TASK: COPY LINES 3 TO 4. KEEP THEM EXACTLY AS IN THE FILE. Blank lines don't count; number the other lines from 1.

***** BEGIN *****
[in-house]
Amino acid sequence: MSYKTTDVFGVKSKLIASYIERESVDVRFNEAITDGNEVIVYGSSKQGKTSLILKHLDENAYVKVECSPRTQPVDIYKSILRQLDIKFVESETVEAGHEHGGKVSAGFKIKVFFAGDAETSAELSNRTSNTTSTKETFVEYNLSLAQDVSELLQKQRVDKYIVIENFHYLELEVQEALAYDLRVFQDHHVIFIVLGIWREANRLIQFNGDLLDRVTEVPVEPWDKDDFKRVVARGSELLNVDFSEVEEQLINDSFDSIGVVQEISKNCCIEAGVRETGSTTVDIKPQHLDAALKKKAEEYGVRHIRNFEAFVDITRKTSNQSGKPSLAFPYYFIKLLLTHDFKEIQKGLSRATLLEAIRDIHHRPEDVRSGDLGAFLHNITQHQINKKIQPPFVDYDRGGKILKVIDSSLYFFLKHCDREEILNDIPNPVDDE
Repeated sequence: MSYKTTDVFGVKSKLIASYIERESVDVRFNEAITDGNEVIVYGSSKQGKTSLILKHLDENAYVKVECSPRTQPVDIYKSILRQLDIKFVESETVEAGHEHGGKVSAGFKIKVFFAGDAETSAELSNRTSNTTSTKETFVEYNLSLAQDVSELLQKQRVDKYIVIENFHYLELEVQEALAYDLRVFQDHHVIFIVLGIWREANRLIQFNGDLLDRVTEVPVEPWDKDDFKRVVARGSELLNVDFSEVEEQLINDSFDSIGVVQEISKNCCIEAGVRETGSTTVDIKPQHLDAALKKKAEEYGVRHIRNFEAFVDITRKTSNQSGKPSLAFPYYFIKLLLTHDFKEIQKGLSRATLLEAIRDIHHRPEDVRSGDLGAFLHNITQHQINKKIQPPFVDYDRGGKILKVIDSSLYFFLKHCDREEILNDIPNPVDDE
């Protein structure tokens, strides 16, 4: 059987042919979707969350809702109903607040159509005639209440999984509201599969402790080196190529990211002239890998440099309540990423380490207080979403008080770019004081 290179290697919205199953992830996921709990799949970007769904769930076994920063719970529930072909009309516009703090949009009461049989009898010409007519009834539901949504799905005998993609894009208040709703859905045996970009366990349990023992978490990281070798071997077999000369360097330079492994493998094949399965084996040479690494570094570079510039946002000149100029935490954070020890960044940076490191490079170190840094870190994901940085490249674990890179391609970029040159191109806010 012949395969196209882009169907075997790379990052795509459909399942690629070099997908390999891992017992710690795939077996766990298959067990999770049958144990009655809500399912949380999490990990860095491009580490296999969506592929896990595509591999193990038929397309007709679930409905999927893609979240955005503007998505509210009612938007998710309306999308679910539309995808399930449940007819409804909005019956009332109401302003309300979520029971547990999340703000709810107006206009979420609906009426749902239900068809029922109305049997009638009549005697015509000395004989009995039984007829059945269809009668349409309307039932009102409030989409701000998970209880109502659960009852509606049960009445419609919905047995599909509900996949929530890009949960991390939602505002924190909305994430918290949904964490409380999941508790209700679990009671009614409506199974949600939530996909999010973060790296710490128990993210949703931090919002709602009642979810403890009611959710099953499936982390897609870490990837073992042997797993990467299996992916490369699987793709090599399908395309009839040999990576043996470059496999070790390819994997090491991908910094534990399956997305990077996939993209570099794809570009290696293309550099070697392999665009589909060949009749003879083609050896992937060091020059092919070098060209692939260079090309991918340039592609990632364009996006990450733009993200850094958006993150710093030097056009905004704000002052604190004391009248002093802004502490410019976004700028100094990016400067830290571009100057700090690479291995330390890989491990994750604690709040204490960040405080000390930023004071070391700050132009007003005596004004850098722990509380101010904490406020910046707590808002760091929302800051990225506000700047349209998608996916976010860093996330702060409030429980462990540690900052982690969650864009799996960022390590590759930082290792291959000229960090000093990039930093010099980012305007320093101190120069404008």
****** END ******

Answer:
Repeated sequence: MSYKTTDVFGVKSKLIASYIERESVDVRFNEAITDGNEVIVYGSSKQGKTSLILKHLDENAYVKVECSPRTQPVDIYKSILRQLDIKFVESETVEAGHEHGGKVSAGFKIKVFFAGDAETSAELSNRTSNTTSTKETFVEYNLSLAQDVSELLQKQRVDKYIVIENFHYLELEVQEALAYDLRVFQDHHVIFIVLGIWREANRLIQFNGDLLDRVTEVPVEPWDKDDFKRVVARGSELLNVDFSEVEEQLINDSFDSIGVVQEISKNCCIEAGVRETGSTTVDIKPQHLDAALKKKAEEYGVRHIRNFEAFVDITRKTSNQSGKPSLAFPYYFIKLLLTHDFKEIQKGLSRATLLEAIRDIHHRPEDVRSGDLGAFLHNITQHQINKKIQPPFVDYDRGGKILKVIDSSLYFFLKHCDREEILNDIPNPVDDE
């Protein structure tokens, strides 16, 4: 059987042919979707969350809702109903607040159509005639209440999984509201599969402790080196190529990211002239890998440099309540990423380490207080979403008080770019004081 290179290697919205199953992830996921709990799949970007769904769930076994920063719970529930072909009309516009703090949009009461049989009898010409007519009834539901949504799905005998993609894009208040709703859905045996970009366990349990023992978490990281070798071997077999000369360097330079492994493998094949399965084996040479690494570094570079510039946002000149100029935490954070020890960044940076490191490079170190840094870190994901940085490249674990890179391609970029040159191109806010 012949395969196209882009169907075997790379990052795509459909399942690629070099997908390999891992017992710690795939077996766990298959067990999770049958144990009655809500399912949380999490990990860095491009580490296999969506592929896990595509591999193990038929397309007709679930409905999927893609979240955005503007998505509210009612938007998710309306999308679910539309995808399930449940007819409804909005019956009332109401302003309300979520029971547990999340703000709810107006206009979420609906009426749902239900068809029922109305049997009638009549005697015509000395004989009995039984007829059945269809009668349409309307039932009102409030989409701000998970209880109502659960009852509606049960009445419609919905047995599909509900996949929530890009949960991390939602505002924190909305994430918290949904964490409380999941508790209700679990009671009614409506199974949600939530996909999010973060790296710490128990993210949703931090919002709602009642979810403890009611959710099953499936982390897609870490990837073992042997797993990467299996992916490369699987793709090599399908395309009839040999990576043996470059496999070790390819994997090491991908910094534990399956997305990077996939993209570099794809570009290696293309550099070697392999665009589909060949009749003879083609050896992937060091020059092919070098060209692939260079090309991918340039592609990632364009996006990450733009993200850094958006993150710093030097056009905004704000002052604190004391009248002093802004502490410019976004700028100094990016400067830290571009100057700090690479291995330390890989491990994750604690709040204490960040405080000390930023004071070391700050132009007003005596004004850098722990509380101010904490406020910046707590808002760091929302800051990225506000700047349209998608996916976010860093996330702060409030429980462990540690900052982690969650864009799996960022390590590759930082290792291959000229960090000093990039930093010099980012305007320093101190120069404008």